Proposed Independent Art Collaborative Building in Midtown Houston: Pics!

Drawings of Houston’s proposed Independent Arts Collaborative building, by Lake/Flato/Studio Red architects are online.

God, the air conditioning bills!

So much space, so little building!

When will the glass houses go away?

Really. We, as a society, have got to start say NO to this type of  wasteful, self-aggrandizing, boondoggle.

Think of it: In the drawings, do you see one gallery, theater, bookshop, cafe, video lounge? The spaces where people experience art are the last thing on the architects’ minds. It’s all about looking impressive: full of light and air and busy people wandering the gigantic, empty atrium looking for some art.

 

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6 responses to “Proposed Independent Art Collaborative Building in Midtown Houston: Pics!”

  1. it’s really hard to hang art on windows.

  2. That’s exactly what I thought when I first saw the drawings. For it to be a functioning art building, they would need to essentially put a second building inside the outer glass building. I think anyone who has ever hung an art show knows that windows=trouble. So when you design a building that is basically all windows, you are really thumbing your nose at the future curators who actually have to install art shows in the space.

    1. No shit. So, in this purpose-built space, the only place you can show art is an office building lobby???? Look, architects, if you want to completely ignore function, give up architecture and become a sculptor. You are in an applied art, if that cramps your style to much, do something else.

  3. Reminds me of ALH. When they tore down the bungalows (a style rooted in social responsibility) for parking and ‘built’ the new space years ago, they put all of the studios and gallery space on the South side. Derp. But you can have a nice latte in North light. Fucking clueless.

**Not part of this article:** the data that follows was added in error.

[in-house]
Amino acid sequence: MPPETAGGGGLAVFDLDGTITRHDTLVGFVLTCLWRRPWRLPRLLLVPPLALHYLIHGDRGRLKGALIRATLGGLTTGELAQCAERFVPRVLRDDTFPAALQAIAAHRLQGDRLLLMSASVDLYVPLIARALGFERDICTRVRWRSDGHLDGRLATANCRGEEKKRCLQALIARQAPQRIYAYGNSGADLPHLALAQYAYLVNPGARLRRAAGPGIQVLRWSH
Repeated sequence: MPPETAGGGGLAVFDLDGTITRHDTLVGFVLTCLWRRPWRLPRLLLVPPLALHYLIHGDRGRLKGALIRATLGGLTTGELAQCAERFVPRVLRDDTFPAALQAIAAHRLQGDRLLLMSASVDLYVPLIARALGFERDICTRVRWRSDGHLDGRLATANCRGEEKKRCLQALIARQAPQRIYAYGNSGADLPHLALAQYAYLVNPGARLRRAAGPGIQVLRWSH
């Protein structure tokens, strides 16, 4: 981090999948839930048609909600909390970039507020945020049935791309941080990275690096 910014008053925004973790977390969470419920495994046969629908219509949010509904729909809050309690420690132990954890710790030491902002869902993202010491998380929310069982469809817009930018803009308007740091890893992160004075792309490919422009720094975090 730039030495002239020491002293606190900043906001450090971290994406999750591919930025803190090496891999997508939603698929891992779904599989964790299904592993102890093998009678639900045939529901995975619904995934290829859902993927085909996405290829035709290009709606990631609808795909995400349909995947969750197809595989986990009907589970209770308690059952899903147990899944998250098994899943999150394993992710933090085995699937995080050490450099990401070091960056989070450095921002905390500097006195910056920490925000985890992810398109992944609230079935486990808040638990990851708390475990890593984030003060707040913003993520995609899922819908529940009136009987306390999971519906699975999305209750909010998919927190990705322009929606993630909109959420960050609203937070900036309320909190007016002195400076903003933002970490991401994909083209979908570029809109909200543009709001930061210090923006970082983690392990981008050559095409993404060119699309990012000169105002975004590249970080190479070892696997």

4. 1. All that glass! Where are you going to hang the paintings?
    2. Did they take climate into consideration? This is Texas—not Northern Europe—think of the A/C bills.
    3. Eliminate most of the glass and put in a clerestory to let in natural light.

  5. These are all really good concerns that are being raised and let me assure you that the design team (of whom I am a member) is working to address them. It is worth noting that the renderings you are seeing were very early conceptual sketches and the design has developed considerably in the four months since they were made. The renderings focus on the primary public spaces though much of the work that has been done since centers on the performance and gallery spaces. We have been working closely with our engineers, our theater consultants and user groups to develop a design that meets the needs of both the arts groups that will use it and the community in which it will be located. We share your concern about issues of sustainability both in terms of ecological stewardship and the fact that this building needs to be inexpensive to maintain.

    For what it’s worth, there is actually very little glass on the facade of the building though some of the comments imply that the opposite is true. What you are seeing are perforated metal screens that are designed to allow natural daylight and breezes to enter the breezeway lobby. Of course, the idea of an open air lobby in Houston might at first seem like an odd move, but we are increasingly confident the engineering of this will work climacticly and make a kind community gathering space unlike in other in midtown or, for that matter, Houston.

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